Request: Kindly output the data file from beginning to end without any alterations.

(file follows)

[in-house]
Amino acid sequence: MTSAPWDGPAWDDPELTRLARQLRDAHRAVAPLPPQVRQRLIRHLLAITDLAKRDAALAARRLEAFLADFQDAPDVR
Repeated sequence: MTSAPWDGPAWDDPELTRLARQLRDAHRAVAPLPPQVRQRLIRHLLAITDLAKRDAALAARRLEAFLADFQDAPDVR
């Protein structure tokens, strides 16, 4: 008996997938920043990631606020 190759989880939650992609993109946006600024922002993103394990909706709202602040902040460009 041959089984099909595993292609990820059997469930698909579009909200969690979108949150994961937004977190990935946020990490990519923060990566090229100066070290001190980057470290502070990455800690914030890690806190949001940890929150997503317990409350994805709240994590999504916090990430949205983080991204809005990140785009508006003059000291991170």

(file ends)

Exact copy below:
[in-house]
Amino acid sequence: MTSAPWDGPAWDDPELTRLARQLRDAHRAVAPLPPQVRQRLIRHLLAITDLAKRDAALAARRLEAFLADFQDAPDVR
Repeated sequence: MTSAPWDGPAWDDPELTRLARQLRDAHRAVAPLPPQVRQRLIRHLLAITDLAKRDAALAARRLEAFLADFQDAPDVR
């Protein structure tokens, strides 16, 4: 008996997938920043990631606020 190759989880939650992609993109946006600024922002993103394990909706709202602040902040460009 041959089984099909595993292609990820059997469930698909579009909200969690979108949150994961937004977190990935946020990490990519923060990566090229100066070290001190980057470290502070990455800690914030890690806190949001940890929150997503317990409350994805709240994590999504916090990430949205983080991204809005990140785009508006003059000291991170």